Overclocking Mac Mini

Discussion in 'Mac mini' started by Josh Kahane, Nov 8, 2008.

  1. Josh Kahane macrumors 6502

    Aug 29, 2006
    Suffolk, UK

    Its about a year or so old now but i recently found this when trying to find out about speeding up my old mac mini G4 1.25GHz computer.


    If I was to open up my Mac Mini, I have 3 questions:

    1. Can I just break these transistors off? (With some kind of pick or tweezer, small thing)

    2. From the chart below, does 'yes' mean remove this transistor?

    Speed R362 R358 R355 R351
    1.25GHz yes yes yes -
    1.42GHz - yes - yes
    1.50GHz - - - -
    1.58GHz - yes - -

    3. Using the picture in the link, also below, which numbers refer to which resistor/jumper thingy? E.g R362 = one on far right.


    They are the main things I'm interested about. One last thing, if I was to tackle this, what should I watch out for? Be careful about? I don't want to mess my poor old mac up. Any help much appreciated, thanks.
  2. WayneStewart macrumors newbie

    Oct 7, 2008
    Vancouver, BC, Canada
    I don't have a mini but I have done a bit of overclocking on other Macs.
    I would suggest against breaking off the resistors as most likely you'd damage the traces on the board. Those traces can be very easily damaged.

    I've removed resistors two ways. My preferred way is to use two soldering irons to desolder it. I've also had good luck cutting them off with a utility knife, though I've only done that on boards I don't care about.

    Keep in mind before you start that if anything goes wrong you may need a new computer
  3. alex000it macrumors member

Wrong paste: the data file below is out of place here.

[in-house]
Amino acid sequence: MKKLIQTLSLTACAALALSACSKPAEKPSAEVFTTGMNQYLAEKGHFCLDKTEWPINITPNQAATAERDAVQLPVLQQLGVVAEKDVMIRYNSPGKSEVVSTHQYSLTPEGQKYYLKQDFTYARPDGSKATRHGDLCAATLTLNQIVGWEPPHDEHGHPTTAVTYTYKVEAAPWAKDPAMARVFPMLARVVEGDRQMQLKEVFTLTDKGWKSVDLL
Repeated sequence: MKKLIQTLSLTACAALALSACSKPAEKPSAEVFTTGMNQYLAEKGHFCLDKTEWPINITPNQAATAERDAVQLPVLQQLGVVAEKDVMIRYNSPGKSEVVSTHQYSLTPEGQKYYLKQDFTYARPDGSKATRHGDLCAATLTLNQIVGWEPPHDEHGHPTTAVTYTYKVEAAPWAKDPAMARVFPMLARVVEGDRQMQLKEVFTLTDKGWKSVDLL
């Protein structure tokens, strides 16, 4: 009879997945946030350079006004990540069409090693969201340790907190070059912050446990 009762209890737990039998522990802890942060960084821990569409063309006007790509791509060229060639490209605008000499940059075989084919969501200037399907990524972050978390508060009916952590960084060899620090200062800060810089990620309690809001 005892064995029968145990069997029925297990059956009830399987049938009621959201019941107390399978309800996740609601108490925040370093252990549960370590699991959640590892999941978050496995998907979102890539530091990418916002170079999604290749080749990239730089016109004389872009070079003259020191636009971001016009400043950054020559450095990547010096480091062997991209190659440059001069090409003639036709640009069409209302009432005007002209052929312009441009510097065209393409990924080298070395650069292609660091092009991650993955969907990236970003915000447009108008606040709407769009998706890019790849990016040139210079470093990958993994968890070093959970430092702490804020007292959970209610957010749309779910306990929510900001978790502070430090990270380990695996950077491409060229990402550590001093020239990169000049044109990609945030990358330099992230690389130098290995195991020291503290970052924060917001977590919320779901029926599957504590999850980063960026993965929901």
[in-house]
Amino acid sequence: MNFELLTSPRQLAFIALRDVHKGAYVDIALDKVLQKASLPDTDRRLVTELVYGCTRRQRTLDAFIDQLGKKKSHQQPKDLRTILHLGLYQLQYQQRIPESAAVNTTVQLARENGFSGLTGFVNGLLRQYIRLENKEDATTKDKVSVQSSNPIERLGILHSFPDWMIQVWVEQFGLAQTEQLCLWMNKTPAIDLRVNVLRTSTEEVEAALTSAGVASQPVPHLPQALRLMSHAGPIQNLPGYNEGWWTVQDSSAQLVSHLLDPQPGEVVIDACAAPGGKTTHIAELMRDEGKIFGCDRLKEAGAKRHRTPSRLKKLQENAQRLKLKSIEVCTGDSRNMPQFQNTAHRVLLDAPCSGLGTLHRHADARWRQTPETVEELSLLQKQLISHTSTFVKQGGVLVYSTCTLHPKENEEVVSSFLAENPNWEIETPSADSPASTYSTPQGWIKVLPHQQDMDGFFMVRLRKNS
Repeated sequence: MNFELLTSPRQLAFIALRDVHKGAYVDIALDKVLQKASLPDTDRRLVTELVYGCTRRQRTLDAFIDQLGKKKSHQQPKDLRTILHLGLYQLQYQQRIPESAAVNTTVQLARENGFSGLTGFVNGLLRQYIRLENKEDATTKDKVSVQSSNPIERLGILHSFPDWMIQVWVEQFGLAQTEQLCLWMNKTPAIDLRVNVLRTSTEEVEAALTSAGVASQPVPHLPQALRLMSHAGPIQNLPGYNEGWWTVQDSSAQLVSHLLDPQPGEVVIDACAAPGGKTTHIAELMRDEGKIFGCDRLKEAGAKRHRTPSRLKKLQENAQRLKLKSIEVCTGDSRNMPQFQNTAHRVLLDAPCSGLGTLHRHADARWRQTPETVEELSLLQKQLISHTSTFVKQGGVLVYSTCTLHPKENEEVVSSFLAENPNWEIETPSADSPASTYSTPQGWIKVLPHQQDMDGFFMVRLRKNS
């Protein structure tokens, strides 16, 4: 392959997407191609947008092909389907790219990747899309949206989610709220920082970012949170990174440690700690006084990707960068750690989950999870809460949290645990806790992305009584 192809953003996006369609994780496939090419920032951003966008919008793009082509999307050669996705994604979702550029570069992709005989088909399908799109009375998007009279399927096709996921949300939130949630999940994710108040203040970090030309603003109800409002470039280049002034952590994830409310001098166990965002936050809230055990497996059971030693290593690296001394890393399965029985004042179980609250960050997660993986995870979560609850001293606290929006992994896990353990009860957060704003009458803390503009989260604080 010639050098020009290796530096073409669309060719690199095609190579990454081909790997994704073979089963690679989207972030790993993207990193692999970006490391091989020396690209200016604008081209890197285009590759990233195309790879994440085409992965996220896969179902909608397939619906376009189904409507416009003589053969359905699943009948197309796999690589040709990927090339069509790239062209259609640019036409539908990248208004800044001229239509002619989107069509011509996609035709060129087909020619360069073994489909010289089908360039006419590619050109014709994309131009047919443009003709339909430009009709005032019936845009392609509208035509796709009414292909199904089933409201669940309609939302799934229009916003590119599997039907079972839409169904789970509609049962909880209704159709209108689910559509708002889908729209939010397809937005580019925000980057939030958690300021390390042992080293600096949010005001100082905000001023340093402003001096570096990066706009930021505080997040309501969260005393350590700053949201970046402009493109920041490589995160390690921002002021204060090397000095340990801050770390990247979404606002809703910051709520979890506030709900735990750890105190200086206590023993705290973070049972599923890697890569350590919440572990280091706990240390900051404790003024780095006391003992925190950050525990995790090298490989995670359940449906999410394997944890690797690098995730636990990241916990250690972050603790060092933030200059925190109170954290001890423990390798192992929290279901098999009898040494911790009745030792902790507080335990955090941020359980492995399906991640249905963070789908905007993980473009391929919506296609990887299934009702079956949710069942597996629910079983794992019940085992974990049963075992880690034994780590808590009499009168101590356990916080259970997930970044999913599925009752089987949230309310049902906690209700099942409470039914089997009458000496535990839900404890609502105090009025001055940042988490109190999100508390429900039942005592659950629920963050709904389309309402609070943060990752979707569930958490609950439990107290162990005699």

Sep 21, 2008
    1. Those are not transistors, but 0 Ohm resistors (same as jumpers). If you want to remove them, you have to dissolder them from the logic board, because if you break them off, you could mess your mini.

    2. Yes means don't remove this resistor.

    3. R362 is the one on far left, R358 is the next, then R355. R351 is empty because you need it only for the 1,42 speed setting.

    4. Pay attention when you dissolder the resistors, because if the soldering iron is too hot, you will screw the Logic Board :eek:
  4. kerberosv2 macrumors newbie

    Apr 8, 2011

    I am not trying to bring an old topic back to life, but if others, like my self, find this site while trying to overclock their Mini, I'd just like to add this:

    In my opinion, a steady hand and a scribe (similar to a dentist's pick) is the easiest method of removing these resistors. I have my mini apart in under 5 minutes, and the board flipped over. I had already decided that I wanted 1.5GHz (originally a 1.25GHz). This meant removing the three resistor on the board. I simply, and CAREFULLY, "picked" them off. Took a total of 45 seconds to do all three. I held my breath as I fired it up, and voila, 1.5GHz. Only thing is to make sure you don't let the scribe brush the board when the resistor breaks free. (It doesn't take much at all to break it off). After they were removed, I just made sure there was nothing else between the two contacts for each of the three resistors, and packed it up. Looks a lot cleaner actually compared to what other peoples' minis looked after they removed them with a soldering iron.

    Good luck and, really, don't be afraid to do it, just be careful. It is pretty worth it. 250MHz extra on a G4 is a lot, and it took a total of maybe 7 minutes from the time I shut down the mini to the time i was booting it back up.:D:D:D
  5. OSMac macrumors 65816

    Jun 14, 2010
    Life to this thread again, just did the same,
    I didn't have a scribe but used the tip of a very small jewellers screwdriver to pick them off.

    Got the mini for free so figured it was worth a shot.

    Fired it up and 1.5 GHz on a 167Mhz bus, think its faster than the big Quicksilver on the floor!

    Thanks for the pick tip, I would have never been able to desolder them...

    Long live the overclocked mini and this thread :)
  6. Giuly macrumors 68040


    This belongs in the PowerMac subforum.

    Use a soldering iron, as the system might get unstable and you need to clock it down one step again.
    That said, all my Macs run fine overclocked, but you want to research the jumper settings and possible multiplicators (there are data sheets for the CPUs available), as it might not work properly at 1.42GHz, but you should have the option of 1.33(/1.35 on 166MHz bussed systems)GHz.

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